‘The most singular feature of this whole project is that, as far as I know at least, this is the first time a television company, Thames Television, has become so deeply involved in the organisation of a project of such great public interest. It must also be the first time that a television company has managed to establish what might be described as two-way communication with the public, through a series of programmes, articles, surveys, and a book devoted to London’s problems and the future. A real effort has been made to draw out attitudes and ideas from every possible source. And if this meeting does nothing else, it will put on record what a comprehensive cross-section of Londoners thought of their city in the late 1970’s. And I just wonder how many other capital cities could claim to have done the same? This is not just another exercise in formal democracy, with its statistical judgements expressed through the ballot box. And it’s not another conventional assessment by professionals. It is a deliberate attempt to question all sources of opinion and information, to find the explanation for such phenomena as the steady departure of people from the capital – over and above the deliberately planned exodus – and the radical, demographic and employment changes of the existing population. It is a positive response to this situation by people who care about what happens to London, who want to go on living and working and enjoying themselves in this marvellous and ancient city.’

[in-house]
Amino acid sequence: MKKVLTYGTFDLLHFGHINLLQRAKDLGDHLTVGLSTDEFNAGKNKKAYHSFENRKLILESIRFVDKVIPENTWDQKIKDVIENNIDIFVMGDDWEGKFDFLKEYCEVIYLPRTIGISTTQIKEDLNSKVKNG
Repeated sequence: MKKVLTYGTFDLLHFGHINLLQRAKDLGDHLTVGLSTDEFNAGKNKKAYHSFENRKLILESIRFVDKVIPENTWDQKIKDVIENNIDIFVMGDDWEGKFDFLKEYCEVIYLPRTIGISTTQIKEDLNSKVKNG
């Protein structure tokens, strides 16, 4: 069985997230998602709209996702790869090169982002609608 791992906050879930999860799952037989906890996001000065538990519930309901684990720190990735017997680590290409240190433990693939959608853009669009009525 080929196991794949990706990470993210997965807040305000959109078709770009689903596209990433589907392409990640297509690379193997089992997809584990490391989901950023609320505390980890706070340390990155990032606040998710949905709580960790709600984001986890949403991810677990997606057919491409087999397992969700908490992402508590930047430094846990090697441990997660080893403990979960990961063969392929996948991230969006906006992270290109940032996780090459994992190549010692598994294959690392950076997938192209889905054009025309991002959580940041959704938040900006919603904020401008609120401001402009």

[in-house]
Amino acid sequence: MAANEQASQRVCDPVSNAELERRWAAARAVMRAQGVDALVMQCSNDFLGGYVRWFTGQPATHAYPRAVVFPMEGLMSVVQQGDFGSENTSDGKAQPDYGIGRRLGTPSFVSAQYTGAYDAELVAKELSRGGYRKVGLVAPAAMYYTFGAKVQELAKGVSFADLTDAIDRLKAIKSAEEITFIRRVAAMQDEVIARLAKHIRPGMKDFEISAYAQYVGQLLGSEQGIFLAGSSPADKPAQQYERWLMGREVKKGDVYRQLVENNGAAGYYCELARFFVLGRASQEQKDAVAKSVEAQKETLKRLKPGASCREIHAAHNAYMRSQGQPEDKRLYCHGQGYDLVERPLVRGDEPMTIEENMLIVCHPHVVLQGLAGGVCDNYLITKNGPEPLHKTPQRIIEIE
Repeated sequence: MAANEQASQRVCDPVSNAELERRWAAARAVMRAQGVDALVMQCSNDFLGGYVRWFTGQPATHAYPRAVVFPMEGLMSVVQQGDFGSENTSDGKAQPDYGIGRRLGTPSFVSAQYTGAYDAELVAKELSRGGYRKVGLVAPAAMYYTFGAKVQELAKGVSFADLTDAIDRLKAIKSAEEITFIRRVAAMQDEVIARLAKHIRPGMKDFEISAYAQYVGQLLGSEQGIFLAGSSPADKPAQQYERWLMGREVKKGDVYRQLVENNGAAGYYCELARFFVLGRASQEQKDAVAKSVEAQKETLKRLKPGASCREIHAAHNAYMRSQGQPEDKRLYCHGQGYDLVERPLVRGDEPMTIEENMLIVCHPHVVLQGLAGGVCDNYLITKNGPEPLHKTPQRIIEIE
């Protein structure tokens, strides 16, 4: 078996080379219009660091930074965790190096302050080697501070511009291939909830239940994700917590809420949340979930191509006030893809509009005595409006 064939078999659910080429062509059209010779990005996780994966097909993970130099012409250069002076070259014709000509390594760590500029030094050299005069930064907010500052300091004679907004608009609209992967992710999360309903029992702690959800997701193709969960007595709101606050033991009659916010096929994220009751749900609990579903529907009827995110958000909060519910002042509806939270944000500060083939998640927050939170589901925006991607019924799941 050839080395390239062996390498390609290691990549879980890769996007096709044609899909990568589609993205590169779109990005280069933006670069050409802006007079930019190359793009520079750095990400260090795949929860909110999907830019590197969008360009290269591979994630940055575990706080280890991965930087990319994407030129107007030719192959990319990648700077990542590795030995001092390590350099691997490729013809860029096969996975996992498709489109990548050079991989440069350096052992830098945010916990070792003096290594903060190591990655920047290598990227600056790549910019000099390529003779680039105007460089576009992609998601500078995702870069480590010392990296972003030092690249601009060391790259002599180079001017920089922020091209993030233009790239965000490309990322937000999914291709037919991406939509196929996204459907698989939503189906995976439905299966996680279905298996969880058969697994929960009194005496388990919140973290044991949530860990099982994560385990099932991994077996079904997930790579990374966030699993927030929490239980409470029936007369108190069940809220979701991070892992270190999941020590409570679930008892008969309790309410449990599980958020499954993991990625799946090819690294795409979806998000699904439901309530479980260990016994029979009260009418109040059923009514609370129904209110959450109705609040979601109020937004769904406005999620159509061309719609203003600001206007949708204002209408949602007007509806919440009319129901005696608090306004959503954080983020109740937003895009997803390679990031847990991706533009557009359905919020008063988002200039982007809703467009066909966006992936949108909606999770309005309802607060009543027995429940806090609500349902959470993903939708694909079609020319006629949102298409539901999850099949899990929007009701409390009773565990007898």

HRH Prince Philip, Duke of Edinburgh, in his opening address to the London Looks Forward Conference, 4 July 1977.
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